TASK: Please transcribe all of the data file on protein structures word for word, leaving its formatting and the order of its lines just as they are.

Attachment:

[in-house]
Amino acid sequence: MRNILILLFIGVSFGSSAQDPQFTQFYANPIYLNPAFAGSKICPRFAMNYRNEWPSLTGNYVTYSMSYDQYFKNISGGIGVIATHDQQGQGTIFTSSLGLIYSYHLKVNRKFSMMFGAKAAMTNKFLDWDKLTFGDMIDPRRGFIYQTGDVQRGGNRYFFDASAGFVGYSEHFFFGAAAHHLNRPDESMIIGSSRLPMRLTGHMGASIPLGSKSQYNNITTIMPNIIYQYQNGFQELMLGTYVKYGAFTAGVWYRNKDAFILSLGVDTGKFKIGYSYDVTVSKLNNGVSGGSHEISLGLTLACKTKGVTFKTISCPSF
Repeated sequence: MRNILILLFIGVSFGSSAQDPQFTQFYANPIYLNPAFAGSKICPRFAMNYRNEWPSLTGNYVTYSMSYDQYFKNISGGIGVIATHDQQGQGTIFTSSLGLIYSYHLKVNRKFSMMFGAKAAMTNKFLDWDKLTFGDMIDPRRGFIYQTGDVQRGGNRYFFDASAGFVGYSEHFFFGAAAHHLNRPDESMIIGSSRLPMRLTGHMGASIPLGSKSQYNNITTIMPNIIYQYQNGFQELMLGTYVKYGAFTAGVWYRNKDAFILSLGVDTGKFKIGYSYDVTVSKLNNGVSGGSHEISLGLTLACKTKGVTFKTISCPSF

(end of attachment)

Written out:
[in-house]
Amino acid sequence: MRNILILLFIGVSFGSSAQDPQFTQFYANPIYLNPAFAGSKICPRFAMNYRNEWPSLTGNYVTYSMSYDQYFKNISGGIGVIATHDQQGQGTIFTSSLGLIYSYHLKVNRKFSMMFGAKAAMTNKFLDWDKLTFGDMIDPRRGFIYQTGDVQRGGNRYFFDASAGFVGYSEHFFFGAAAHHLNRPDESMIIGSSRLPMRLTGHMGASIPLGSKSQYNNITTIMPNIIYQYQNGFQELMLGTYVKYGAFTAGVWYRNKDAFILSLGVDTGKFKIGYSYDVTVSKLNNGVSGGSHEISLGLTLACKTKGVTFKTISCPSF
Repeated sequence: MRNILILLFIGVSFGSSAQDPQFTQFYANPIYLNPAFAGSKICPRFAMNYRNEWPSLTGNYVTYSMSYDQYFKNISGGIGVIATHDQQGQGTIFTSSLGLIYSYHLKVNRKFSMMFGAKAAMTNKFLDWDKLTFGDMIDPRRGFIYQTGDVQRGGNRYFFDASAGFVGYSEHFFFGAAAHHLNRPDESMIIGSSRLPMRLTGHMGASIPLGSKSQYNNITTIMPNIIYQYQNGFQELMLGTYVKYGAFTAGVWYRNKDAFILSLGVDTGKFKIGYSYDVTVSKLNNGVSGGSHEISLGLTLACKTKGVTFKTISCPSF